A Georgia hairdresser who divorced her husband and is now in a relationship with another woman has been told by her church that she must repent for her ‘sinful behavior’ or else be publicly denounced and excommunicated.
Krystal Cox was informed in writing by the elders of Woodstock Church of Christ that they were concerned about ‘the condition of your soul’.
Cox, who has been attending the church in Woodstock, 30 miles north of downtown Atlanta, for around five years, told her local news channel she was deeply hurt by the letter.
‘When I opened it, I was kind of enraged,’ she told CBS 46.
Cox, who owns a hair salon in Woodstock, Georgia, is to be excommunicated for her sexuality
Cox, pictured with her musician girlfriend Tayler Jacques, was attacked by the church elders for the ‘public display of your homosexual relationship’, which they said was ‘sinful’
‘Like, why am I getting picked on and getting called out when everyone has sin?
‘The fact that they’re going to point it out and release my personal business to the entire congregation of the church and tell them that I can no longer come there – I just don’t feel like that’s right,’ Cox said.
Four elders first wrote to Cox, who has ran a hair salon in the town for 20 years, before Christmas asking for a meeting.
They said that they wanted ‘to discuss with you this situation and the condition of your soul.’
When the mother-of-two did not respond, they wrote again with an ultimatum.
‘As elders of the Woodstock congregation, we have the responsibility to watch out for the souls of each member of this congregation.
‘As we have previously stated, we feel it is crucial to remind you that our Lord considered it vital that no one can be involved in homosexuality and be in a pleasing relationship with God.’
A tearful Cox told her local television station she was saddened by the elders’ decision
The four church elders (pictured) will publicly denounce her on April 30 in church
The Woodstock Church of Christ in Georgia, 30 miles north of downtown Atlanta
The four men – Eric Dotson, Gary Kyle, Rick Reynolds and Don Williams – condemned in their April 1 letter her ‘lack of desire to hear our concerns, apparent lack of willingness to repent, and the public display of your homosexual relationship’.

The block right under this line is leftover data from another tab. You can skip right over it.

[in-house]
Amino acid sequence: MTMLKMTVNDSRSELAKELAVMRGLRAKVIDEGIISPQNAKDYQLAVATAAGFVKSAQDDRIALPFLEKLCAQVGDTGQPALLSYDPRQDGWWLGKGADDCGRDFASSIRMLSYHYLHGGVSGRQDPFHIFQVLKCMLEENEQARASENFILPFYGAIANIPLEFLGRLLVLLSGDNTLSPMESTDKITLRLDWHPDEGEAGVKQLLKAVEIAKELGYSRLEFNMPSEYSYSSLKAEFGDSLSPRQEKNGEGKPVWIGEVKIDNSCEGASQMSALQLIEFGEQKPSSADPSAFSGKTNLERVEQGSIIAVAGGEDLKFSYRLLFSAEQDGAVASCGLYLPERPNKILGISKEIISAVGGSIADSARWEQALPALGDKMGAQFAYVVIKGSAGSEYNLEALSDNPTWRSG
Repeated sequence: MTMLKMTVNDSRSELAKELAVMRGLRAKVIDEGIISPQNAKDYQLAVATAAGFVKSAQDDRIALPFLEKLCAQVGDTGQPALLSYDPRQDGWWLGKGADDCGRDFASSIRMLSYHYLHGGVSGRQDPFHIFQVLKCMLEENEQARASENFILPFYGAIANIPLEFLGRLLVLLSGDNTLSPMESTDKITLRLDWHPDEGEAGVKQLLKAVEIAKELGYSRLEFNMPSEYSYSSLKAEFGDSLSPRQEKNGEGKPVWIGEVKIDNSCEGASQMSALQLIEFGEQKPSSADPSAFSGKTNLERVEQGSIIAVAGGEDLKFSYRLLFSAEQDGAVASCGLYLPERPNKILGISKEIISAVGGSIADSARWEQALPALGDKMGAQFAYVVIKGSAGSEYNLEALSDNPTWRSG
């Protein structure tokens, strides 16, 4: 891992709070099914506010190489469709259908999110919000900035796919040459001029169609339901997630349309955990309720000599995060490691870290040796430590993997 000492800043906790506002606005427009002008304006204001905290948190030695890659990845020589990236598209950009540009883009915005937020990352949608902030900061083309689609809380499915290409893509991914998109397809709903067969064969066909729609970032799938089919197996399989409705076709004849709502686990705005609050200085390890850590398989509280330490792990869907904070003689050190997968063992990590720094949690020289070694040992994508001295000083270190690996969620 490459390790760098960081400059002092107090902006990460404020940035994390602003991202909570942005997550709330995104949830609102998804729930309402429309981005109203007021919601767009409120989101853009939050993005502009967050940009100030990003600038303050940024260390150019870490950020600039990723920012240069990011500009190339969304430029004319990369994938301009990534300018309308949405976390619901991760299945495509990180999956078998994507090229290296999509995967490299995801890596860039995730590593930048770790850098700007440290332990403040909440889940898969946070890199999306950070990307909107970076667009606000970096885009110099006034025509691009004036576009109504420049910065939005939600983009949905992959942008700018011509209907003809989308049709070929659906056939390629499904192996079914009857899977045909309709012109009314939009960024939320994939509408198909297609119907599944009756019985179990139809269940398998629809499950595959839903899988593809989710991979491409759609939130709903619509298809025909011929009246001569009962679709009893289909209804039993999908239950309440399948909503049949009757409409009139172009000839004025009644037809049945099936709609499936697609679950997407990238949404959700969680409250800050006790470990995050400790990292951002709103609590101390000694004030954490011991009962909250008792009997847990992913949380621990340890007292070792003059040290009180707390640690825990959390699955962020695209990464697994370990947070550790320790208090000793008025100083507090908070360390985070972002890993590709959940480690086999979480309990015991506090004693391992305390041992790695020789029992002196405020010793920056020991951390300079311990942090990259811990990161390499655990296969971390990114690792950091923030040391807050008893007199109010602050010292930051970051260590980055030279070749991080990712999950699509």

They said they had ‘no alternative but to withdraw our fellowship with you’.
‘Please understand this is an effort to encourage in you a Godly sorrow leading to repentance,’ they wrote.
‘Please understand that we love you and pray that you will repent, seek forgiveness and return to worshipping our Father in the Lord’s church.’
Cox was given an April 30 deadline to ‘repent’, or else they said they would assume she did ‘not desire to be forgiven for your sinful behavior.’
The elders said they would then make an announcement the following Sunday, and warned her that she would from thenceforth be shunned.
‘It is important that you understand after fellowship has been withdrawn from you, Christians must not interact with you except to encourage you to repent and seek forgiveness,’ they concluded.
Cox and Jacques, on vacation. Cox has told of her sadness at being forced from the church
Cox, who said she is leaving the church, posted the letter on Instagram, captioning it: ‘I can’t wait for my denouncement ceremony. #churchofchristdropout #churchofchrist #organizedreligion #godislove #loveislove #bye’
Cox said that she was saddened by the condemnation of her loving relationship, which brought her happiness.
Her girlfriend Tayler Jacques is the lead vocalist in 90s tribute band Flannel Nation.
‘I feel like it’s not wrong,’ she told CBS 46.
‘I look at my relationship and how much love I have with her and think, how can people think this is so wrong?’
She added that she had no desire for the church or those involved with it to be publicly attacked.
‘I just really don’t want anything bad to come out of this,’ she said.
‘I want it to be good. I don’t want people to be saying ugly things to them and sending them ugly stuff. I just don’t want that, that was not my intent.’
The church has removed its Facebook page and closed its website after Cox published her letter.
The four elders have not responded to media requests for comment.